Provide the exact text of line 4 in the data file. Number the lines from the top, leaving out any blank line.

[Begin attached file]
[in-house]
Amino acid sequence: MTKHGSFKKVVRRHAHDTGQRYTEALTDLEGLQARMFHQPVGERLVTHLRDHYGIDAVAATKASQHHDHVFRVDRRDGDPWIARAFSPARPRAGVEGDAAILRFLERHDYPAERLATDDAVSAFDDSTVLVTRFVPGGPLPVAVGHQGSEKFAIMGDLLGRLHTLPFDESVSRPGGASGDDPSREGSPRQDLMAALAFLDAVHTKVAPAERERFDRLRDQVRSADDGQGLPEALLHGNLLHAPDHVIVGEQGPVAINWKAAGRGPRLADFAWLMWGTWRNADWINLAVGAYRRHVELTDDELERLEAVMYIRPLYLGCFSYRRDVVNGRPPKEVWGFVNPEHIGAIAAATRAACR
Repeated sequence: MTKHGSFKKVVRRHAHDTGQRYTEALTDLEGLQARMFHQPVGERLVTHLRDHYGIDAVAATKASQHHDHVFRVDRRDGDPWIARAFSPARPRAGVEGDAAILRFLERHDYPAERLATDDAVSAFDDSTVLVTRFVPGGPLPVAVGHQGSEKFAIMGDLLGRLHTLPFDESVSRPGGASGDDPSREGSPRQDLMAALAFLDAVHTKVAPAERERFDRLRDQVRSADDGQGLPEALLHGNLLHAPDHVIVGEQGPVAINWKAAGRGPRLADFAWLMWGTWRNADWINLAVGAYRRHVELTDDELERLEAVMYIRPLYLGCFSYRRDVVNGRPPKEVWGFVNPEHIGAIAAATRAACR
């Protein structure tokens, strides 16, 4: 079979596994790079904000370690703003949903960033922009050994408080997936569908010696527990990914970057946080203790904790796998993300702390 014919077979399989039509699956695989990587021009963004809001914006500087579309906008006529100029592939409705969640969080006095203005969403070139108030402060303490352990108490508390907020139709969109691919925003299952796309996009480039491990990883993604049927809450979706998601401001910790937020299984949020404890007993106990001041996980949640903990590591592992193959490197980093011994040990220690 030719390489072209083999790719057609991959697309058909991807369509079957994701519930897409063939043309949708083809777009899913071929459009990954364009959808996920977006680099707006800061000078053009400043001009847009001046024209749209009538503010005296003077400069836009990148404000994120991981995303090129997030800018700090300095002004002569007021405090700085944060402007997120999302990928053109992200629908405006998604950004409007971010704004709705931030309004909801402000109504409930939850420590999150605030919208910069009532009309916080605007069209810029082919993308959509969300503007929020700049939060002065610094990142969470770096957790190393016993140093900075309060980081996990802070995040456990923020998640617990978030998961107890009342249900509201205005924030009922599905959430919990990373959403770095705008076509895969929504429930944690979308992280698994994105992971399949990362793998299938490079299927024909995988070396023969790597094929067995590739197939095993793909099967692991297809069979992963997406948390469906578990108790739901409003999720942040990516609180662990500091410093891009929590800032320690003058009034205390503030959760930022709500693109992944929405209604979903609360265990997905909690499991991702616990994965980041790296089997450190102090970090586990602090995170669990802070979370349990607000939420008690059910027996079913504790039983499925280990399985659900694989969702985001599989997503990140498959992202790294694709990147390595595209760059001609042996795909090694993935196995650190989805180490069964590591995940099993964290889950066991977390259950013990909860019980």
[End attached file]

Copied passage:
């Protein structure tokens, strides 16, 4: 079979596994790079904000370690703003949903960033922009050994408080997936569908010696527990990914970057946080203790904790796998993300702390 014919077979399989039509699956695989990587021009963004809001914006500087579309906008006529100029592939409705969640969080006095203005969403070139108030402060303490352990108490508390907020139709969109691919925003299952796309996009480039491990990883993604049927809450979706998601401001910790937020299984949020404890007993106990001041996980949640903990590591592992193959490197980093011994040990220690 030719390489072209083999790719057609991959697309058909991807369509079957994701519930897409063939043309949708083809777009899913071929459009990954364009959808996920977006680099707006800061000078053009400043001009847009001046024209749209009538503010005296003077400069836009990148404000994120991981995303090129997030800018700090300095002004002569007021405090700085944060402007997120999302990928053109992200629908405006998604950004409007971010704004709705931030309004909801402000109504409930939850420590999150605030919208910069009532009309916080605007069209810029082919993308959509969300503007929020700049939060002065610094990142969470770096957790190393016993140093900075309060980081996990802070995040456990923020998640617990978030998961107890009342249900509201205005924030009922599905959430919990990373959403770095705008076509895969929504429930944690979308992280698994994105992971399949990362793998299938490079299927024909995988070396023969790597094929067995590739197939095993793909099967692991297809069979992963997406948390469906578990108790739901409003999720942040990516609180662990500091410093891009929590800032320690003058009034205390503030959760930022709500693109992944929405209604979903609360265990997905909690499991991702616990994965980041790296089997450190102090970090586990602090995170669990802070979370349990607000939420008690059910027996079913504790039983499925280990399985659900694989969702985001599989997503990140498959992202790294694709990147390595595209760059001609042996795909090694993935196995650190989805180490069964590591995940099993964290889950066991977390259950013990909860019980």